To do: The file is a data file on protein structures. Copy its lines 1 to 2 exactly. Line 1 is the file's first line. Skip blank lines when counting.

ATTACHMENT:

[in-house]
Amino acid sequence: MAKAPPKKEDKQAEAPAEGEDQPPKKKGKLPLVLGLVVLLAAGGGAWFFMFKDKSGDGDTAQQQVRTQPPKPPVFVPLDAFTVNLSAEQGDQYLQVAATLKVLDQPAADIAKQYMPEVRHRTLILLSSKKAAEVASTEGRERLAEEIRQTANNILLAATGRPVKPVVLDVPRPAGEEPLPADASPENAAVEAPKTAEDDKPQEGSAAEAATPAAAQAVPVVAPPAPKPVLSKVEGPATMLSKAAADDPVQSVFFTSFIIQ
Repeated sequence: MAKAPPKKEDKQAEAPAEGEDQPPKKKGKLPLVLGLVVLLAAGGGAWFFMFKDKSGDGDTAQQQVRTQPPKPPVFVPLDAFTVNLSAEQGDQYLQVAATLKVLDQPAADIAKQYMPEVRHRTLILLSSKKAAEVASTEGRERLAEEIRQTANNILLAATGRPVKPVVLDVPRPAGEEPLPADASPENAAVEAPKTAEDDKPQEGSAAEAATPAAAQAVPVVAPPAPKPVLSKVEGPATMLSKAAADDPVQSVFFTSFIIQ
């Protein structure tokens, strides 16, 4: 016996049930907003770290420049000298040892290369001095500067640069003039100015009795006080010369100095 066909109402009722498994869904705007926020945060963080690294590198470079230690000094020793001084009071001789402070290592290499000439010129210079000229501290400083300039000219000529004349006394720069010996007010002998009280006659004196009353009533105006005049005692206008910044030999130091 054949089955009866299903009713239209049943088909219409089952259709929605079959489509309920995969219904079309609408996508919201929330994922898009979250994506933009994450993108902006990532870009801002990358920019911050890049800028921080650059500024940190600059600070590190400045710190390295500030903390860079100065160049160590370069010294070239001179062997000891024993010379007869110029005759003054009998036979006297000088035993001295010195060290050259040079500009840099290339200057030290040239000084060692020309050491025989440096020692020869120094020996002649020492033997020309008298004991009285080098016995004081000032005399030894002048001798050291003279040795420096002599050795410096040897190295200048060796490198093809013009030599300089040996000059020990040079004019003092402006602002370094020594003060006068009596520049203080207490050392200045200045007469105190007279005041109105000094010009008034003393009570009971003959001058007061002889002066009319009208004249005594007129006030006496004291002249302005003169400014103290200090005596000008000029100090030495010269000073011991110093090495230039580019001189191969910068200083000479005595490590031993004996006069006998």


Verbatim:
[in-house]
Amino acid sequence: MAKAPPKKEDKQAEAPAEGEDQPPKKKGKLPLVLGLVVLLAAGGGAWFFMFKDKSGDGDTAQQQVRTQPPKPPVFVPLDAFTVNLSAEQGDQYLQVAATLKVLDQPAADIAKQYMPEVRHRTLILLSSKKAAEVASTEGRERLAEEIRQTANNILLAATGRPVKPVVLDVPRPAGEEPLPADASPENAAVEAPKTAEDDKPQEGSAAEAATPAAAQAVPVVAPPAPKPVLSKVEGPATMLSKAAADDPVQSVFFTSFIIQ